Dioxins and PCBs
Dioxins and polychlorinated biphenyls (PCBs)
Since 1 January 2012, with further specifications applicable as of January 2014 and May 2015, ambitious and legally binding maximum levels (thresholds) as well as voluntary action levels (early warning system) have applied throughout Europe to harmful dioxins and polychlorinated biphenyls (PCBs) in various foodstuffs of animal origin, vegetable oils and baby food. In particular, the previously differing national maximum levels for non dioxin-like PCBs in food have been harmonised and the scope of the provisions has been expanded for precautionary reasons to include food for babies and toddlers. These measures are an effective contribution to improving the protection of consumer health and food safety.
Action levels and maximum levels for dioxins and dioxin-like PCBs (dl-PCBs) applying in selected food types throughout Europe
|Type of food||EU action level pg WHO-TEQ/g fat||EU maximum level pg WHO-TEQ/g fat|
|Dioxins||dl-PCBs||Dioxins||Dioxins + dl-PCB|
|Meat and meat products||1.25||0.75||1.75||3.0|
|Oils and fats||-||-||1.75||3.0|
|Hen's eggs and egg products||1.75||1.75||2.5||5.0|
|Beef and sheep meat|
|Meat and meat products||1.75||1.75||2.5||4.0|
|Oils and fats||-||-||2.5||4.0|
|Milk and dairy products including butter fat||1.75||2||2.5||4.0|
|Meat and meat products||0.75||0.5||1.0||1.25|
|Oils and fats||-||-||1.0||1.25|
|Mixed animal fats||1.0||0.75||1.5||2.5|
- Measuring unit: 1 pg (picogram) = 0.000 000 000 001 gram
- Action levels: Commission Recommendation of 11 September 2014 amending the Annex to the Recommendation 2013/711/EU on the reduction of the presence of dioxins, furans and PCBs in feed and food (2014/663/EU; Official Journal of the European Union L 272, pp. 17-18)
- Maximum levels: The maximum levels for dioxins, dioxin-like PCBs and non dioxin-like PCBs are laid down in section 4 Annex I of Commission Regulation (EU) 2023/915 of 25 April 2023 on maximum levels for certain contaminants in food and repealing Regulation (EC) No 1881/2006.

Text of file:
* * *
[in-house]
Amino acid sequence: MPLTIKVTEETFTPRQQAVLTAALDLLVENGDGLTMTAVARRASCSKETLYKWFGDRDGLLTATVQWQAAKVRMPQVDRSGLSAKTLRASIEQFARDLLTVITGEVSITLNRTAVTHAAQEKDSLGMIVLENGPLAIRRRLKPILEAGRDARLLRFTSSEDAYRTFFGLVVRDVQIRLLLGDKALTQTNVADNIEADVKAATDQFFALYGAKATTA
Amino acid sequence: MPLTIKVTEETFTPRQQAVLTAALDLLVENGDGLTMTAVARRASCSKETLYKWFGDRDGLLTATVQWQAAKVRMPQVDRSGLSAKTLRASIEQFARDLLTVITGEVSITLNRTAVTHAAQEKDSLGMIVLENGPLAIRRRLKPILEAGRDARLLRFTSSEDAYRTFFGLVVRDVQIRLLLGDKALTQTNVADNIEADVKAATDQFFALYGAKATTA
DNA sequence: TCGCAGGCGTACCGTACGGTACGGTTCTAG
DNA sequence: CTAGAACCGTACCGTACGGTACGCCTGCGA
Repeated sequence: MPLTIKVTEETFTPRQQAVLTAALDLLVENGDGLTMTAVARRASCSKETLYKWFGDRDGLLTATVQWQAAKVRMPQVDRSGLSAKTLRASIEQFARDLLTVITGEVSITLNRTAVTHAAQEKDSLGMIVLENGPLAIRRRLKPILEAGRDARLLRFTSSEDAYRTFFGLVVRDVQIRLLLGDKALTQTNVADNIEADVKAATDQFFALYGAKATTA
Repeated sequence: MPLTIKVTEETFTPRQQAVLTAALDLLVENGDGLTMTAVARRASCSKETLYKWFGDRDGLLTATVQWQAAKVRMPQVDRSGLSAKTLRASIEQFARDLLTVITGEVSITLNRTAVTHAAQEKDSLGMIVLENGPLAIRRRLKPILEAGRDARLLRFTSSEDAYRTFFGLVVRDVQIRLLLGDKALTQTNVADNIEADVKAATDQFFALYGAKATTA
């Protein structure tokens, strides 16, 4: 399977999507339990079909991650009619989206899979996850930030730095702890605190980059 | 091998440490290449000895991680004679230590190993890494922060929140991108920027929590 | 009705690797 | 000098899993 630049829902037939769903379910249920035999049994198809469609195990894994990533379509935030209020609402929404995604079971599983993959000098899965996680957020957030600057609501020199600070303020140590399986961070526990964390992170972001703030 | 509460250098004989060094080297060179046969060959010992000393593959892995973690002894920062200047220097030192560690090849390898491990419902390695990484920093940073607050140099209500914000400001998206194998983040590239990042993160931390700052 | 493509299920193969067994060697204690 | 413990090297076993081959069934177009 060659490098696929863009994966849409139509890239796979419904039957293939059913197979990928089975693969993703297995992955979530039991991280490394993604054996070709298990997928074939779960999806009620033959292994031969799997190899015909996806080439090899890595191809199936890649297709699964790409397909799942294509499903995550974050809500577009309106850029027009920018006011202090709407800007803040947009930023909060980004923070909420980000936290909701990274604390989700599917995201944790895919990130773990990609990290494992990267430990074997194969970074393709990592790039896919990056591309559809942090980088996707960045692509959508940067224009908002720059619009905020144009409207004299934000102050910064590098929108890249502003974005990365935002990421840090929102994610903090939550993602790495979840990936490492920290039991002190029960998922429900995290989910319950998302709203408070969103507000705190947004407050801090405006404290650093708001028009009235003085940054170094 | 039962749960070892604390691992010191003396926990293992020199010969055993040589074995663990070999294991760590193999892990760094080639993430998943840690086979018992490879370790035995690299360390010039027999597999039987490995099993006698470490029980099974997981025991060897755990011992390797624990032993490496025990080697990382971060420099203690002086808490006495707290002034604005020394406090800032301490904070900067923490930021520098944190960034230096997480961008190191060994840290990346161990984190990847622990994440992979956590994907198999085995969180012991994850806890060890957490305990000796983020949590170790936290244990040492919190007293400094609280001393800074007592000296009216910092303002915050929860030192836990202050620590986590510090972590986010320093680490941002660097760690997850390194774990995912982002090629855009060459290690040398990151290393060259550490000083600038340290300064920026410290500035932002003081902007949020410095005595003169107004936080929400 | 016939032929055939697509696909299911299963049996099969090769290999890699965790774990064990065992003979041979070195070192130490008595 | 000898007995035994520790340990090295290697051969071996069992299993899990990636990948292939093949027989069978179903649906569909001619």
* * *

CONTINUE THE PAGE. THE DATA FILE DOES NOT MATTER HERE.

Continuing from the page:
Since 1 January 2012, a maximum level of 40 nanograms (= 0.000 000 001 gram) per gram of fat for harmful non dioxin-like PCBs in food such as poultry, beef, mutton, pork, cow's milk, eggs and mixed animal fats has applied throughout Europe, supplementing the regulations on maximum levels for dioxins and the sum of dioxins and dioxin-like PCBs. It is lower than the national regulations applicable up to that date. The German provisions on maximum levels limiting the amount of non dioxin-like PCBs in food such as horse, goat and rabbit meat and meat from feathered and furred game and wild boar, applicable since 1988, go beyond the European legislation and are defined in section 4 of the annex to the German Contaminants Ordinance (Kontaminanten-Verordnung KmV).
Studies have shown that canned cod liver in oil often contains high levels of dioxins and PCBs. In early July 2008, an EU-wide maximum level of 25 picograms per gram wet weight in total was introduced for dioxins and dioxin-like PCBs in fish liver and fish liver products. This was replaced in January 2012 with a maximum level of 20 picograms per gram wet weight, also in total, for dioxins and dioxin-like PCBs. However, even this lower maximum level does not ensure consumer health protection in cases of regular consumption of cod liver in oil. In the interest of preventive health protection, the consumption of cod liver in oil (usual size of a portion of 150g) should therefore be restricted to a maximum of every two months. Since 1 January 2014, updated maximum levels for dioxins and PCBs in livers and derived products from terrestrial animals have applied throughout Europe. The Federal Institute for Risk Assessment recommends refraining from the consumption of sheep liver.
Maximum levels for dioxins and PCBs in livers of food-producing animals applicable throughout Europe
|Type of food||EU maximum pg WHO-TEQ/g wet weight||EU maximum level ng/g wet weight|
|Dioxins||Dioxins + dl-PCB||ndl-PCB|
|Liver and derived products of bovine and caprine animals, poultry, pig and horse||0.3||0.5||3.0|
|Liver and derived products of sheep||1.25||2.0||3.0|
|Liver of feathered game||2.5||5.0||-|
|Fish liver and derived products (except oils)||-||20||200|
- Measuring unit: 1 ng (nanogram) = 0.000 000 001 gram
- Measuring unit: 1 pg (picogram) = 0.000 000 000 001 gram
- Maximum levels: The maximum levels for dioxins, dioxin-like PCBs and non dioxin-like PCBs in the liver of food-producing animals are laid down in section 4 Annex 1 of Commission Regulation (EU) 2023/915 of 25 April 2023 on maximum levels for certain contaminants in food and repealing Regulation (EC) No 1881/2006
Dioxins and PCBs in the environment